We are thus assured of months and perhaps years of wrangling over the labeling rules, every step of which will be given wide and probably negative coverage by the anti-GMO activist community. The pending federal labeling law is more likely to assist opponents in sowing mistrust of major food companies than alleviate it. When the rules go into effect, if they are every bit as lax as the law seems to promise, the activists will make a sport out of spotting and telling on companies that are cheating or that are cleverly thwarting the purposes of the law.

The anti-GMO groups will likely put out lists of the worst labeling violators and lists of their products containing GMOs. And, of course, there will be lists based on those enigmatic QR codes. Perhaps those codes will become the equivalent of the skull and crossbones feared by one GMO executive.

The whole shopping experience will be treated like an reverse Easter egg hunt. Can you spot the GMO foods? Can you identify the alleged cheaters on the grocery store shelves and punish them by refusing to buy their products?

Perhaps some enterprising activist, one not afraid of incarceration, will surreptitiously slap GMO cheater labels on various products on the store shelves that are not labeled properly. Any subsequent arrest will then lead to more coverage as some in the public cheer the civil disobedience while others simply shrug their shoulders.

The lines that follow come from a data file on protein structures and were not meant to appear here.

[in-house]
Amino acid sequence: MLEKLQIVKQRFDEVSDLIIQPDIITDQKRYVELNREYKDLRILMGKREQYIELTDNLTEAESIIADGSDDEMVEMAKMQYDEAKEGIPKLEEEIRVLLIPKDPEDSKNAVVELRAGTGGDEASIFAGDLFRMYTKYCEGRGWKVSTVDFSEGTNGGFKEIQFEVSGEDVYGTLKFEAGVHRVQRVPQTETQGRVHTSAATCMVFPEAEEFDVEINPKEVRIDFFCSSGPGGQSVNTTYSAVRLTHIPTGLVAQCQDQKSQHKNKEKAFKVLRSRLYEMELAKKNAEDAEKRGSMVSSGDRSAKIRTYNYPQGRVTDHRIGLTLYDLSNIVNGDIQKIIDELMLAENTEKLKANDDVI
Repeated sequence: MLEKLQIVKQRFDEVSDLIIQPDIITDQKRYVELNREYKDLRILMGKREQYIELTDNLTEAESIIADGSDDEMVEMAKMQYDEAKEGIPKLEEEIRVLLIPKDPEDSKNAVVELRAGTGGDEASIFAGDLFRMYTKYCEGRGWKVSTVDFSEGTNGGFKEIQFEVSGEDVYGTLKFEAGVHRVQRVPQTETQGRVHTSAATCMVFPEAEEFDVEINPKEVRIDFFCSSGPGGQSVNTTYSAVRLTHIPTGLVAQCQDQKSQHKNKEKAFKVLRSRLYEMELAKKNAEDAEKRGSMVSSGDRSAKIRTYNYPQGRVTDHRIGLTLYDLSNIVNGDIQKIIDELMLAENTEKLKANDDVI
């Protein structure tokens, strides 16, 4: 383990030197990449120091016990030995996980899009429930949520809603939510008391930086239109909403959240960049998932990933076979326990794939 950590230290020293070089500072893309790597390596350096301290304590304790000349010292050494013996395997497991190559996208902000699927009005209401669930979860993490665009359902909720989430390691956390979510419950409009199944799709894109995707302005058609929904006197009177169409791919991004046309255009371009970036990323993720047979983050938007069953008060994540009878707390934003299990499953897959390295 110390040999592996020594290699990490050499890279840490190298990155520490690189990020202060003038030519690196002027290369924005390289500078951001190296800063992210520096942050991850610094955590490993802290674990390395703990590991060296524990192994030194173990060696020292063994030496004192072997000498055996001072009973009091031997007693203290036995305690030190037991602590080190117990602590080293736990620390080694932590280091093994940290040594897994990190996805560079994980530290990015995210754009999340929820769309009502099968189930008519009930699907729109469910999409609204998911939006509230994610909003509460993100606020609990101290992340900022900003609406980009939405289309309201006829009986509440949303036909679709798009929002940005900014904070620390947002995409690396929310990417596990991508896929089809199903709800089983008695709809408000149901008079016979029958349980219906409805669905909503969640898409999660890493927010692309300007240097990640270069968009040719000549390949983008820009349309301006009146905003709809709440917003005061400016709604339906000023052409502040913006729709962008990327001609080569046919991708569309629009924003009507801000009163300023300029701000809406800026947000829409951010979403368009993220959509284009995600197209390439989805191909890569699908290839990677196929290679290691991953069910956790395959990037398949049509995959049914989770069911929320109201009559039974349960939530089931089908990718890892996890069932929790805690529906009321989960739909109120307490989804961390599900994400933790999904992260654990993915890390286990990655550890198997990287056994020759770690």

Acquiescence to the Vermont law or acceptance of a federal law with Vermont's straightforward labeling rules would have saved the GMO industry from what will almost surely be a years-long PR debacle if the labeling law before Congress passes.

There will doubtless be many more creative ways than I've listed for GMO opponents to tweak the industry and keep the issue of honest labeling alive and before the public. If only the industry had accepted Vermont's labeling law as the de facto standard for the country, the industry would have in one stroke taken the issue away from its opponents!

But the industry's business and public relations strategists are the same ones who made a colossal marketing error--while believing they had achieved a regulatory coup--when they steamrolled the U.S. Food and Drug Administration (FDA) into ruling that GMOs are "substantially equivalent" to their non-GMO counterparts and therefore require no testing. The FDA did this despite their own scientists' concerns that these novel life forms might have unanticipated effects on the environment and on humans who consume them. Some of those scientists thought extensive testing similar to what a new drug must go through was advisable to rule out such risks.

The reason this strategy has turned out to be a colossal marketing error is that as the attacks on GMOs have mounted during the intervening couple of decades, the industry finds itself unable to pivot and point to any advantages that GMO foods have for consumers over non-GMO foods. This is because the industry has been saying for more than 20 years that GMOs have no advantages for consumers. After all, GMO foods are said to be "substantially equivalent." That means that the industry cannot give consumers any reasons to prefer GMO foods over their non-GMO counterparts. Any claims of superiority over conventional foods made now will ring hollow and bring down an avalanche of public derision from GMO opponents.